When I discuss the “price” of the honey, Hyder corrects me, “The money acquired from a bottle of honey given is not characterized as a sale, but a donation. This is an opportunity for people to contribute to Rt.Indus without picking up a shovel themselves.”
[quote]The carbon end of a matchstick will still be able to light after being dipped in pure honey[/quote]
The project has ensured employment for many young men in rural communities, who can learn the harvesting method from the Beebe Honey harvesters. The harvesting process in itself becomes a training workshop for those who wish to learn. Anyone who has been trained can submit their yield to the main depot in Muzaffargarh, where it is tested promptly, and receive instant payment. When I inquire about testing methods, Hyder grins and describes what he calls the “paindoo” tests. “My only precedents are indigenous,” he declares. These are tests that rural communities have used for centuries to determine ‘pure’ honey from one that has been processed. For example, raw wild honey will always slide slowly down an earthy slope; if it halts in its tracks, it is not deemed pure. The carbon end of a matchstick will still be able to light after being dipped in pure honey due to its distinctive chemical properties. Its viscosity will ensure that it never seeps through paper. And lastly, it dissolves instantly in water without having to be heated.
[quote]Beebe Honey has plans to export the product, so that the world, as Hyder says, can also taste the riches of our poorest communities[/quote]
Hyder tells me that honey, in its purest form, is an imperishable project, as long as it’s packaged properly, so the Beebe Honey team doesn’t need to worry about a deadline for selling what they extract. I am skeptical of this claim, but a little research proves him right. Jars of honey were buried with the dead in ancient Egypt as sustenance for the afterlife. Recently, archaeologists have found clay pots filled with honey in a Pharaoh’s tomb in the city of Thebes. This honey, thousands of years old, has remained as nutritionally sound as freshly extracted honey. Hyder is enthusiastic about the seemingly miraculous properties of the product Beebe Honey produces; he describes it as a healing agent, an aphrodisiac, even something that can impact one’s emotional and spiritual health. While this may seem like an incredible claim, it remains true that examples of the cultural, religious, and mythic importance of bees and honey are numerous, varied and almost universal. Hinduism supports the idea that honey is one of the five elixirs of immortality. Vedic and ancient literature supports medicinal and healing honey in their texts. The Hebrew Bible references honey many times over; for example, the book of Exodus proclaims the Promised Land “land flowing with milk and honey”. Islam’s Prophet Muhammad (PHUH) recommended honey for healing purposes, and it finds mention in the Quran.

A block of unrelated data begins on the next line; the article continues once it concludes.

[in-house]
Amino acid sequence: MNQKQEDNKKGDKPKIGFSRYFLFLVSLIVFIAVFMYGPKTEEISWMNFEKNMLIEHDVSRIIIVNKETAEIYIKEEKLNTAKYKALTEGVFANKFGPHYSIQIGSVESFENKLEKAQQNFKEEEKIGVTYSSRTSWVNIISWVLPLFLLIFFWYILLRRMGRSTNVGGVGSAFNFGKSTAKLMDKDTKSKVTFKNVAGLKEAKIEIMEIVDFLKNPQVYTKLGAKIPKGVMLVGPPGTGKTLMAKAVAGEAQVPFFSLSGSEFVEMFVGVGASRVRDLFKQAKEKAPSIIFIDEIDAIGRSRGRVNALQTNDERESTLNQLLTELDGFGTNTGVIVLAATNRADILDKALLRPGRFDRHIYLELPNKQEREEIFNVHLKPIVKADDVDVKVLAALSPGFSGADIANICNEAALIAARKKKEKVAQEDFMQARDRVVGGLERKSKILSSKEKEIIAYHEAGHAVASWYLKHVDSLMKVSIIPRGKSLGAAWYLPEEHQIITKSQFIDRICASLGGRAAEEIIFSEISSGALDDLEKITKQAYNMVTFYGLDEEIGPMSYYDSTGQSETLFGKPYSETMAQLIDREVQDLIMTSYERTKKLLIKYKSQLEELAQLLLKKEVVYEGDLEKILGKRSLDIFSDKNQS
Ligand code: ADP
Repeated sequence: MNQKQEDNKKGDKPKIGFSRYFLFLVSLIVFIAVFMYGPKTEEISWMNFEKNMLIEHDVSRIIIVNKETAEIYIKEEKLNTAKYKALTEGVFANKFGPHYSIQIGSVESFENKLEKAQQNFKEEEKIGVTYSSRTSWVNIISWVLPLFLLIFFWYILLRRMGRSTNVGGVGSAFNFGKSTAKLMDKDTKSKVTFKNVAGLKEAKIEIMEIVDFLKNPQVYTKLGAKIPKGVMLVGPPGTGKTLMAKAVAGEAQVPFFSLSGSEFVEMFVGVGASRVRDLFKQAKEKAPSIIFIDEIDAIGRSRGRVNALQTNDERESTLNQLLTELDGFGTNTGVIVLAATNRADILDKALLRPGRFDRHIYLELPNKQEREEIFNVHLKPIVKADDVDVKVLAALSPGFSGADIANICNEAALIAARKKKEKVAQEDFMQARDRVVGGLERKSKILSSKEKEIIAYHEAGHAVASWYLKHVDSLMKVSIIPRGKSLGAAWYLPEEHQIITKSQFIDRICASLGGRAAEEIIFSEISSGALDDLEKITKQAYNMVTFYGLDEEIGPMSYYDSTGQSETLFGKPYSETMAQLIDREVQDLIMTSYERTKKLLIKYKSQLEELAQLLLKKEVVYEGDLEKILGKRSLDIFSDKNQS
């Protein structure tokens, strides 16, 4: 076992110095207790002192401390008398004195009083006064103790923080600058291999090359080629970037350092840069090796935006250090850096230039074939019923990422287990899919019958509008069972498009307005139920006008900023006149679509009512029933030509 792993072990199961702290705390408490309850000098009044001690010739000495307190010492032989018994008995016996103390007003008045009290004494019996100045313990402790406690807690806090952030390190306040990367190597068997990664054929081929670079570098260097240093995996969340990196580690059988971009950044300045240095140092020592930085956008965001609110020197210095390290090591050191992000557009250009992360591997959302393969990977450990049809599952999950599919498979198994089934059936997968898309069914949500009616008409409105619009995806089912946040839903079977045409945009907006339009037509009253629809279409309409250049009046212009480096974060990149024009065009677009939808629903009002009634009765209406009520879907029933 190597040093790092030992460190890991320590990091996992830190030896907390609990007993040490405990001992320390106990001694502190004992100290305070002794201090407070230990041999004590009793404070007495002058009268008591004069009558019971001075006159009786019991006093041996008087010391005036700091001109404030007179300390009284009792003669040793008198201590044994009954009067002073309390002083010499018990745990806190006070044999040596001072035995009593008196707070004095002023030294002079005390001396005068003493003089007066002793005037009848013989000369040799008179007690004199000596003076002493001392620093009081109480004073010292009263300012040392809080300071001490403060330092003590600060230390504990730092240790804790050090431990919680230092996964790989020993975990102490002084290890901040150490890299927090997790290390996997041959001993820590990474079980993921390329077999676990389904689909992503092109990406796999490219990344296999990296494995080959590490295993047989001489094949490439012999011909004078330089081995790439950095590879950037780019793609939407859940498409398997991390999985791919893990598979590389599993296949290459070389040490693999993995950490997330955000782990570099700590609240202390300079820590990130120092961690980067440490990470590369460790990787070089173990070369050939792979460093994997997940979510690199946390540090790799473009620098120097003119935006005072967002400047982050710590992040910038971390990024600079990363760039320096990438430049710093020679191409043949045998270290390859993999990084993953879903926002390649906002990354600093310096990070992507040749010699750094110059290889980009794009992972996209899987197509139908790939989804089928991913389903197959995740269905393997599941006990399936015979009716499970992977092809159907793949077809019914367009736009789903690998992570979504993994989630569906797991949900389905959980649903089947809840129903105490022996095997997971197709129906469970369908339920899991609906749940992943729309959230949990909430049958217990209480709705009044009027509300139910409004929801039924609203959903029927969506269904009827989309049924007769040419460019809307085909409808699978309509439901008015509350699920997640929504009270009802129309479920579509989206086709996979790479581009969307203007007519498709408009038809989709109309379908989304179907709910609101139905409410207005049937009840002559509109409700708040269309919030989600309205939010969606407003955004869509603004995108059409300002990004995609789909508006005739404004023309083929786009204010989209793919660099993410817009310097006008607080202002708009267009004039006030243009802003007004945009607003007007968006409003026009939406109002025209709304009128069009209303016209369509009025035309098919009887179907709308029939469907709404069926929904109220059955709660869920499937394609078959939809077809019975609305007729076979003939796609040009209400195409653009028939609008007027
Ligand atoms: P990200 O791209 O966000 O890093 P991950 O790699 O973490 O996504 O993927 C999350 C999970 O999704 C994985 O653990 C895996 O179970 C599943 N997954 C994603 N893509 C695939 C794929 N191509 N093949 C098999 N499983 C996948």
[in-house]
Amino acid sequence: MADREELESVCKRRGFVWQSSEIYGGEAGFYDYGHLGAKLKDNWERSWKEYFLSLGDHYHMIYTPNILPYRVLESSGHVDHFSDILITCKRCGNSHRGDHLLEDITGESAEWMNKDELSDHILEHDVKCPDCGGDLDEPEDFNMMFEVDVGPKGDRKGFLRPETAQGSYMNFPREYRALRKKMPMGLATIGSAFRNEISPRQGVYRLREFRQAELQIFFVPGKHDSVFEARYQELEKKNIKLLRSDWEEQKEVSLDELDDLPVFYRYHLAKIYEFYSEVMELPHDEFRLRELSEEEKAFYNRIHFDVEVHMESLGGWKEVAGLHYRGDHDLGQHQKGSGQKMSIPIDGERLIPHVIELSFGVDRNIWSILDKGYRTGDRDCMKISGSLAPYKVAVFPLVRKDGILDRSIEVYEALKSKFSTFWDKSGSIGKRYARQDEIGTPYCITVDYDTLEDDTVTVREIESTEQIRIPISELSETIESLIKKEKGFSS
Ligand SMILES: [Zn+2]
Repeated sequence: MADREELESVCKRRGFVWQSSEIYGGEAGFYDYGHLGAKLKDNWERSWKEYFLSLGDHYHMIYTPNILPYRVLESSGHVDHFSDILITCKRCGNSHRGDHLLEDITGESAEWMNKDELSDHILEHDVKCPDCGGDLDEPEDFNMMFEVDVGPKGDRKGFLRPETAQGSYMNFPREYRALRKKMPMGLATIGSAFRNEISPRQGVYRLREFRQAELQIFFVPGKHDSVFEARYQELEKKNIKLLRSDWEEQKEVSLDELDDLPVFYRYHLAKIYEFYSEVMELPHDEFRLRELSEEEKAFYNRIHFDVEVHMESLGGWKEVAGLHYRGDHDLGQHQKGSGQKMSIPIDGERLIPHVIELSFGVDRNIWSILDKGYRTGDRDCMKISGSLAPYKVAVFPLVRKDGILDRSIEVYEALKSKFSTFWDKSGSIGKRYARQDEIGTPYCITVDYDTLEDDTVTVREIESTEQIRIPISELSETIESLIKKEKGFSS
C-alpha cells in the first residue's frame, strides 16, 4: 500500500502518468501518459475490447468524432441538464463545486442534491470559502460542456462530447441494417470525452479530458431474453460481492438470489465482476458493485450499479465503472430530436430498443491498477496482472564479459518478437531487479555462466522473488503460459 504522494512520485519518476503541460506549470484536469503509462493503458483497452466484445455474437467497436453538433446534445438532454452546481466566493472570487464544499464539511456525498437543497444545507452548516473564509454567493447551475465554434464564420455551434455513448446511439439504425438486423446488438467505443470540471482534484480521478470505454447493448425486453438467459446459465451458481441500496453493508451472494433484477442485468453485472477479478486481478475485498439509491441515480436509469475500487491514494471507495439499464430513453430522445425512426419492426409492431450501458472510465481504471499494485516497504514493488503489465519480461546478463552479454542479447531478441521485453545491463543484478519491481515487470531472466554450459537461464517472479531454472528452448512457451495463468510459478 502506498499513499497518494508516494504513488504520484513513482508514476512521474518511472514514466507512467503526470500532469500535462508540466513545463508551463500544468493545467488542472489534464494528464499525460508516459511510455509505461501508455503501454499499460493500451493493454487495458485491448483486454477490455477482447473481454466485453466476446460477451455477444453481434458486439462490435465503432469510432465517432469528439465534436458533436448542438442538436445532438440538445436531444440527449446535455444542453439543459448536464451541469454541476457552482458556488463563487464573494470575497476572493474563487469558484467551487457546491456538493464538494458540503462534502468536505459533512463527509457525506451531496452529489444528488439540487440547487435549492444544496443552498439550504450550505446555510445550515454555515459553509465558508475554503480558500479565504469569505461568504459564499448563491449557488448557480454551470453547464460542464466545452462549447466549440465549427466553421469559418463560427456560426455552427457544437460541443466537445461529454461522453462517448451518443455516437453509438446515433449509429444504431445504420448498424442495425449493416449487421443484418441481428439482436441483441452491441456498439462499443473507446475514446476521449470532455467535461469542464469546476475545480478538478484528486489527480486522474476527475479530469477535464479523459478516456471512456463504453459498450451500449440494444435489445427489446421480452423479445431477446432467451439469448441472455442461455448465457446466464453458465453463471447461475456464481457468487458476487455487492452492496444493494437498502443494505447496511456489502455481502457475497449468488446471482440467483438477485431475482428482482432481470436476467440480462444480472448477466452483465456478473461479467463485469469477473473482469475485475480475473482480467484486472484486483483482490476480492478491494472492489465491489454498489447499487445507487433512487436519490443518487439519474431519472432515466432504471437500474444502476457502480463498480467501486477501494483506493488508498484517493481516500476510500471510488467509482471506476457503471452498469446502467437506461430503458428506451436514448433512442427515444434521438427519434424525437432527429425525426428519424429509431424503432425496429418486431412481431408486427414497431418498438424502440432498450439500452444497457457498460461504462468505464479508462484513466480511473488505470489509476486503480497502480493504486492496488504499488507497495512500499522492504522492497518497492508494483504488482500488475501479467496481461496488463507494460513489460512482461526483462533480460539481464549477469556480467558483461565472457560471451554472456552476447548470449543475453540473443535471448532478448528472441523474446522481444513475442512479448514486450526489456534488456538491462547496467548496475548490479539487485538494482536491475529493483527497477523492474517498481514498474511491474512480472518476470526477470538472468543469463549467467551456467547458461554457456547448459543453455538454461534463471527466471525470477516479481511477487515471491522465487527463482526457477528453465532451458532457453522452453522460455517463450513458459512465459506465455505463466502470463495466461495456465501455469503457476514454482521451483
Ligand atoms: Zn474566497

Perhaps most of these references can be explained through allegorical analysis. However, some are clearly rooted in the physical properties of the substance itself. Honey is a lush, deeply rich cosmetic ingredient that is also a natural antiseptic. The antimicrobial agent in honey may have the potential for treating a variety of ailments. Historically, honey has been used by humans to treat many illnesses, from gastric disturbances to ulcers, wounds and burns, through ingestion or topical application.
[quote]Some of the harvested honey is sent to the villages where it’s extracted from, free of cost[/quote]
The company makes sure that those who are producing the honey are its first beneficiaries as well – some of the harvested honey is sent to the villages where it’s extracted from, free of cost. Beebe Honey has plans to digitalize distribution, and export the product, so that the world, as Hyder says, can also taste the riches of our poorest communities. The money spent to buy Beebe Honey goes towards rebuilding schools, places of worship, but mostly the homes and livelihood of Pakistani villagers, and with a product so marvelous, giving has never been so sweet.
Beebe honey products can be procured directly from the company. For information, please call +92-333-4824320, or access www.rtindus.org. Currently, –hmi Enterprises is in the process of opening a bakery of organic products at the Nairang Art Gallery on Jail Road, Lahore, making Beebe Honey more accessible